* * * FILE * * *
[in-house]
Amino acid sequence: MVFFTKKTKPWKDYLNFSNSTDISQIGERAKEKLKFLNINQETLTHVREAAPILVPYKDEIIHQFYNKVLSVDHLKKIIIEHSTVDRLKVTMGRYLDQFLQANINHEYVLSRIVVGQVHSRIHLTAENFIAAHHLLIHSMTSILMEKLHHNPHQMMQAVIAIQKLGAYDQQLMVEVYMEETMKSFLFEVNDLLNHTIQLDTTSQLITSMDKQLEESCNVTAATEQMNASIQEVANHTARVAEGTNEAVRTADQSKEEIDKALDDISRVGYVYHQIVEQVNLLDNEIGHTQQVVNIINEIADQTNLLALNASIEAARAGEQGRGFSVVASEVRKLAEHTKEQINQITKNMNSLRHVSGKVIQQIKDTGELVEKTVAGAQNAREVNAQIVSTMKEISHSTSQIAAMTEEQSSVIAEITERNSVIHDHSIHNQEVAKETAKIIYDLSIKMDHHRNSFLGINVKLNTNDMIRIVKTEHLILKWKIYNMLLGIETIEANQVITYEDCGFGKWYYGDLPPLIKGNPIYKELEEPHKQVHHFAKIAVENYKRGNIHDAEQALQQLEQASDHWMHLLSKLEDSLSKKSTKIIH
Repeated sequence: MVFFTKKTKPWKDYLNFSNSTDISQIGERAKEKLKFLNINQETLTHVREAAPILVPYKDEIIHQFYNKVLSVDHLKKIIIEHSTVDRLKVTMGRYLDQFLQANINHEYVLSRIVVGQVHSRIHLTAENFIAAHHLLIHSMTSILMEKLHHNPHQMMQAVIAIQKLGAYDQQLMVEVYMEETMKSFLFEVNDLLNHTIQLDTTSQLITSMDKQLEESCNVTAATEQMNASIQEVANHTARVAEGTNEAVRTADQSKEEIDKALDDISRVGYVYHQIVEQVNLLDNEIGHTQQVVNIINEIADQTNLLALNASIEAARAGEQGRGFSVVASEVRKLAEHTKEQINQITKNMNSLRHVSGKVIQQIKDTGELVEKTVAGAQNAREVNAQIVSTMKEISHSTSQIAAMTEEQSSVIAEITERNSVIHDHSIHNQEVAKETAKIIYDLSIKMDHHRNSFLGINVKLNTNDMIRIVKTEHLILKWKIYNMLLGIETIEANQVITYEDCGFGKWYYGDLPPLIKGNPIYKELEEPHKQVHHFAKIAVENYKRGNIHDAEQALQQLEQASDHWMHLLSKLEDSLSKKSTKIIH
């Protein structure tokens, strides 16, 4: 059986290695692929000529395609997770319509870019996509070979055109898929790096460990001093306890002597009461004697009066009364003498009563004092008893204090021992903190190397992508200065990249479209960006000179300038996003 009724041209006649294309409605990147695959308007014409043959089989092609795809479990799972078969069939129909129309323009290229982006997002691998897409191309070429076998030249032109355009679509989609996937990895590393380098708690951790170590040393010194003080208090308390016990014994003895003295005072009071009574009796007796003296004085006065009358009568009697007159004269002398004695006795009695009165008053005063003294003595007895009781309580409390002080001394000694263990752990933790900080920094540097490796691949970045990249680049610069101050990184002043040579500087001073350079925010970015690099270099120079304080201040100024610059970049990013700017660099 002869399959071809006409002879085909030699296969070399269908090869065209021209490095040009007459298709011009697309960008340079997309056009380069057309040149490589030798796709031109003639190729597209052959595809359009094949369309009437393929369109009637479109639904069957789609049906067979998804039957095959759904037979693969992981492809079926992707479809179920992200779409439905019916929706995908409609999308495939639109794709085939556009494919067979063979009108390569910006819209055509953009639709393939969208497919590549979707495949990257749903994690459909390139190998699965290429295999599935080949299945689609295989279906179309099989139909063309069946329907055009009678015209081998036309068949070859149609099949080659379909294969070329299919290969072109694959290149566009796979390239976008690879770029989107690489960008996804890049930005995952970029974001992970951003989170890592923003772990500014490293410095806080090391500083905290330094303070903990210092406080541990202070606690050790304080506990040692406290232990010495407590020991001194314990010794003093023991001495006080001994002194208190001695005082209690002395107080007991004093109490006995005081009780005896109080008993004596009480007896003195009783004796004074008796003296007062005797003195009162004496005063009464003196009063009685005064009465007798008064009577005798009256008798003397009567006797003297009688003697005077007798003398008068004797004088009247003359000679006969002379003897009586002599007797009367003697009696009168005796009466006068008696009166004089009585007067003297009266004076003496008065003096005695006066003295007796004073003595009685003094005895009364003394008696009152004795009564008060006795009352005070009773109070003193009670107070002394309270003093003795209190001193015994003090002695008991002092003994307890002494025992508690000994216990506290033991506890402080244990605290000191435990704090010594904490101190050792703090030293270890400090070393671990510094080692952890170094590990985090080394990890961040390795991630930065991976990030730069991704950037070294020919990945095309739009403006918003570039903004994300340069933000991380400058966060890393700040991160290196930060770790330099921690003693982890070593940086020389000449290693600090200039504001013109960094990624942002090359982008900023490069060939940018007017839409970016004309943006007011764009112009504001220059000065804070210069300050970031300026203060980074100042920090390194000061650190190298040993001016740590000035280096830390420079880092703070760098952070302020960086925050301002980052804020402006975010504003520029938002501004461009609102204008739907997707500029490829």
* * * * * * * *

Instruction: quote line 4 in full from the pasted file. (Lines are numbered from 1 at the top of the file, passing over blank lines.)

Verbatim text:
């Protein structure tokens, strides 16, 4: 059986290695692929000529395609997770319509870019996509070979055109898929790096460990001093306890002597009461004697009066009364003498009563004092008893204090021992903190190397992508200065990249479209960006000179300038996003 009724041209006649294309409605990147695959308007014409043959089989092609795809479990799972078969069939129909129309323009290229982006997002691998897409191309070429076998030249032109355009679509989609996937990895590393380098708690951790170590040393010194003080208090308390016990014994003895003295005072009071009574009796007796003296004085006065009358009568009697007159004269002398004695006795009695009165008053005063003294003595007895009781309580409390002080001394000694263990752990933790900080920094540097490796691949970045990249680049610069101050990184002043040579500087001073350079925010970015690099270099120079304080201040100024610059970049990013700017660099 002869399959071809006409002879085909030699296969070399269908090869065209021209490095040009007459298709011009697309960008340079997309056009380069057309040149490589030798796709031109003639190729597209052959595809359009094949369309009437393929369109009637479109639904069957789609049906067979998804039957095959759904037979693969992981492809079926992707479809179920992200779409439905019916929706995908409609999308495939639109794709085939556009494919067979063979009108390569910006819209055509953009639709393939969208497919590549979707495949990257749903994690459909390139190998699965290429295999599935080949299945689609295989279906179309099989139909063309069946329907055009009678015209081998036309068949070859149609099949080659379909294969070329299919290969072109694959290149566009796979390239976008690879770029989107690489960008996804890049930005995952970029974001992970951003989170890592923003772990500014490293410095806080090391500083905290330094303070903990210092406080541990202070606690050790304080506990040692406290232990010495407590020991001194314990010794003093023991001495006080001994002194208190001695005082209690002395107080007991004093109490006995005081009780005896109080008993004596009480007896003195009783004796004074008796003296007062005797003195009162004496005063009464003196009063009685005064009465007798008064009577005798009256008798003397009567006797003297009688003697005077007798003398008068004797004088009247003359000679006969002379003897009586002599007797009367003697009696009168005796009466006068008696009166004089009585007067003297009266004076003496008065003096005695006066003295007796004073003595009685003094005895009364003394008696009152004795009564008060006795009352005070009773109070003193009670107070002394309270003093003795209190001193015994003090002695008991002092003994307890002494025992508690000994216990506290033991506890402080244990605290000191435990704090010594904490101190050792703090030293270890400090070393671990510094080692952890170094590990985090080394990890961040390795991630930065991976990030730069991704950037070294020919990945095309739009403006918003570039903004994300340069933000991380400058966060890393700040991160290196930060770790330099921690003693982890070593940086020389000449290693600090200039504001013109960094990624942002090359982008900023490069060939940018007017839409970016004309943006007011764009112009504001220059000065804070210069300050970031300026203060980074100042920090390194000061650190190298040993001016740590000035280096830390420079880092703070760098952070302020960086925050301002980052804020402006975010504003520029938002501004461009609102204008739907997707500029490829």